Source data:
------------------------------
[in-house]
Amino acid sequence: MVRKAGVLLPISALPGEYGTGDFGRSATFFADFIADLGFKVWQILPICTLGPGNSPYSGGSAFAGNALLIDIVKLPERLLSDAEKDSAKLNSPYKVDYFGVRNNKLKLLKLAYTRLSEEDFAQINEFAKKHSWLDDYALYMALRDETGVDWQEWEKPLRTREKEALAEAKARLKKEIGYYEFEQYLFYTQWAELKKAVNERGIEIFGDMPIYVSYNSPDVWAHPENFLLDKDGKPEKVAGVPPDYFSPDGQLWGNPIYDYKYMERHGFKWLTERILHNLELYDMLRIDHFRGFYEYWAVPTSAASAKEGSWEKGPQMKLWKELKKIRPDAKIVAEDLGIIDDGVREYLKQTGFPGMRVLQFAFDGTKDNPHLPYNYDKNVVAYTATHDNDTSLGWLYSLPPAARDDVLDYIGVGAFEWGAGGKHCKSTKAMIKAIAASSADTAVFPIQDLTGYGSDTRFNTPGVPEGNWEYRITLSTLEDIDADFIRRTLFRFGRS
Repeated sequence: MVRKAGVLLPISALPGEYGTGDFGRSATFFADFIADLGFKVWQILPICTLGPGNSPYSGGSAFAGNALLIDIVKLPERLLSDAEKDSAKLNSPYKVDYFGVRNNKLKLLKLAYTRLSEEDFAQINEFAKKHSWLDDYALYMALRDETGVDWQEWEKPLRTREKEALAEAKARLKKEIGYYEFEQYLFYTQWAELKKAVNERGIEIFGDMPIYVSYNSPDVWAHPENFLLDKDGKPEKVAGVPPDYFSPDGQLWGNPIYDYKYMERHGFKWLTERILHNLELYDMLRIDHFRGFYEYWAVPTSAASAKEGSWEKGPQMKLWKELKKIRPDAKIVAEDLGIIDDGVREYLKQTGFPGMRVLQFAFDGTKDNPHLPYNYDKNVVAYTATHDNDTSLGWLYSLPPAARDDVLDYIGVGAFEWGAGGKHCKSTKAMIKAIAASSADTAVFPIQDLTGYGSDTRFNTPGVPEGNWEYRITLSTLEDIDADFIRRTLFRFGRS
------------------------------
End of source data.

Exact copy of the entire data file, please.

[in-house]
Amino acid sequence: MVRKAGVLLPISALPGEYGTGDFGRSATFFADFIADLGFKVWQILPICTLGPGNSPYSGGSAFAGNALLIDIVKLPERLLSDAEKDSAKLNSPYKVDYFGVRNNKLKLLKLAYTRLSEEDFAQINEFAKKHSWLDDYALYMALRDETGVDWQEWEKPLRTREKEALAEAKARLKKEIGYYEFEQYLFYTQWAELKKAVNERGIEIFGDMPIYVSYNSPDVWAHPENFLLDKDGKPEKVAGVPPDYFSPDGQLWGNPIYDYKYMERHGFKWLTERILHNLELYDMLRIDHFRGFYEYWAVPTSAASAKEGSWEKGPQMKLWKELKKIRPDAKIVAEDLGIIDDGVREYLKQTGFPGMRVLQFAFDGTKDNPHLPYNYDKNVVAYTATHDNDTSLGWLYSLPPAARDDVLDYIGVGAFEWGAGGKHCKSTKAMIKAIAASSADTAVFPIQDLTGYGSDTRFNTPGVPEGNWEYRITLSTLEDIDADFIRRTLFRFGRS
Repeated sequence: MVRKAGVLLPISALPGEYGTGDFGRSATFFADFIADLGFKVWQILPICTLGPGNSPYSGGSAFAGNALLIDIVKLPERLLSDAEKDSAKLNSPYKVDYFGVRNNKLKLLKLAYTRLSEEDFAQINEFAKKHSWLDDYALYMALRDETGVDWQEWEKPLRTREKEALAEAKARLKKEIGYYEFEQYLFYTQWAELKKAVNERGIEIFGDMPIYVSYNSPDVWAHPENFLLDKDGKPEKVAGVPPDYFSPDGQLWGNPIYDYKYMERHGFKWLTERILHNLELYDMLRIDHFRGFYEYWAVPTSAASAKEGSWEKGPQMKLWKELKKIRPDAKIVAEDLGIIDDGVREYLKQTGFPGMRVLQFAFDGTKDNPHLPYNYDKNVVAYTATHDNDTSLGWLYSLPPAARDDVLDYIGVGAFEWGAGGKHCKSTKAMIKAIAASSADTAVFPIQDLTGYGSDTRFNTPGVPEGNWEYRITLSTLEDIDADFIRRTLFRFGRS